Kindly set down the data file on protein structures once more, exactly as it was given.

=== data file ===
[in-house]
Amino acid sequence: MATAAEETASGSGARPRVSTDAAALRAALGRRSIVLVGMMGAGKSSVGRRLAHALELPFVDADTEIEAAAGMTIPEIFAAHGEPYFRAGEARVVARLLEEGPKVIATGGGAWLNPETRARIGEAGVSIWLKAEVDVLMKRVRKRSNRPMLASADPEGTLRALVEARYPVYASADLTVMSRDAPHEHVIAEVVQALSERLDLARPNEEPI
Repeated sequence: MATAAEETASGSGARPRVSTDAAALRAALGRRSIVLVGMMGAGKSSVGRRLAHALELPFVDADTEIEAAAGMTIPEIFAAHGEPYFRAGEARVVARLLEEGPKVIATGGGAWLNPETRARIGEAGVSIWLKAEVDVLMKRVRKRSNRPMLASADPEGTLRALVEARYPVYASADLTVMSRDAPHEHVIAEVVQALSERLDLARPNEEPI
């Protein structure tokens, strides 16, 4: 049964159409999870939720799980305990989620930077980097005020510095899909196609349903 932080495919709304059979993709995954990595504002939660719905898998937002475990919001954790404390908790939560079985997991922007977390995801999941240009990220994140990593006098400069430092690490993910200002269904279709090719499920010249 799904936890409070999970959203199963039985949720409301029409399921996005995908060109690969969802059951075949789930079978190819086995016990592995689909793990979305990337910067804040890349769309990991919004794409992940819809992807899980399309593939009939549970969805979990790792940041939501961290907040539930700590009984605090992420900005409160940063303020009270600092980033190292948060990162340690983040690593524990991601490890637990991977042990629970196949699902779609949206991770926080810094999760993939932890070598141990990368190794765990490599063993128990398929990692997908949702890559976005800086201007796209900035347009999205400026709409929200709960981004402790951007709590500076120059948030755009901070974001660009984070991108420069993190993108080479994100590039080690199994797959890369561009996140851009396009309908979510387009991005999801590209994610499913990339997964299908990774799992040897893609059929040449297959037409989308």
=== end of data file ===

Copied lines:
[in-house]
Amino acid sequence: MATAAEETASGSGARPRVSTDAAALRAALGRRSIVLVGMMGAGKSSVGRRLAHALELPFVDADTEIEAAAGMTIPEIFAAHGEPYFRAGEARVVARLLEEGPKVIATGGGAWLNPETRARIGEAGVSIWLKAEVDVLMKRVRKRSNRPMLASADPEGTLRALVEARYPVYASADLTVMSRDAPHEHVIAEVVQALSERLDLARPNEEPI
Repeated sequence: MATAAEETASGSGARPRVSTDAAALRAALGRRSIVLVGMMGAGKSSVGRRLAHALELPFVDADTEIEAAAGMTIPEIFAAHGEPYFRAGEARVVARLLEEGPKVIATGGGAWLNPETRARIGEAGVSIWLKAEVDVLMKRVRKRSNRPMLASADPEGTLRALVEARYPVYASADLTVMSRDAPHEHVIAEVVQALSERLDLARPNEEPI
């Protein structure tokens, strides 16, 4: 049964159409999870939720799980305990989620930077980097005020510095899909196609349903 932080495919709304059979993709995954990595504002939660719905898998937002475990919001954790404390908790939560079985997991922007977390995801999941240009990220994140990593006098400069430092690490993910200002269904279709090719499920010249 799904936890409070999970959203199963039985949720409301029409399921996005995908060109690969969802059951075949789930079978190819086995016990592995689909793990979305990337910067804040890349769309990991919004794409992940819809992807899980399309593939009939549970969805979990790792940041939501961290907040539930700590009984605090992420900005409160940063303020009270600092980033190292948060990162340690983040690593524990991601490890637990991977042990629970196949699902779609949206991770926080810094999760993939932890070598141990990368190794765990490599063993128990398929990692997908949702890559976005800086201007796209900035347009999205400026709409929200709960981004402790951007709590500076120059948030755009901070974001660009984070991108420069993190993108080479994100590039080690199994797959890369561009996140851009396009309908979510387009991005999801590209994610499913990339997964299908990774799992040897893609059929040449297959037409989308």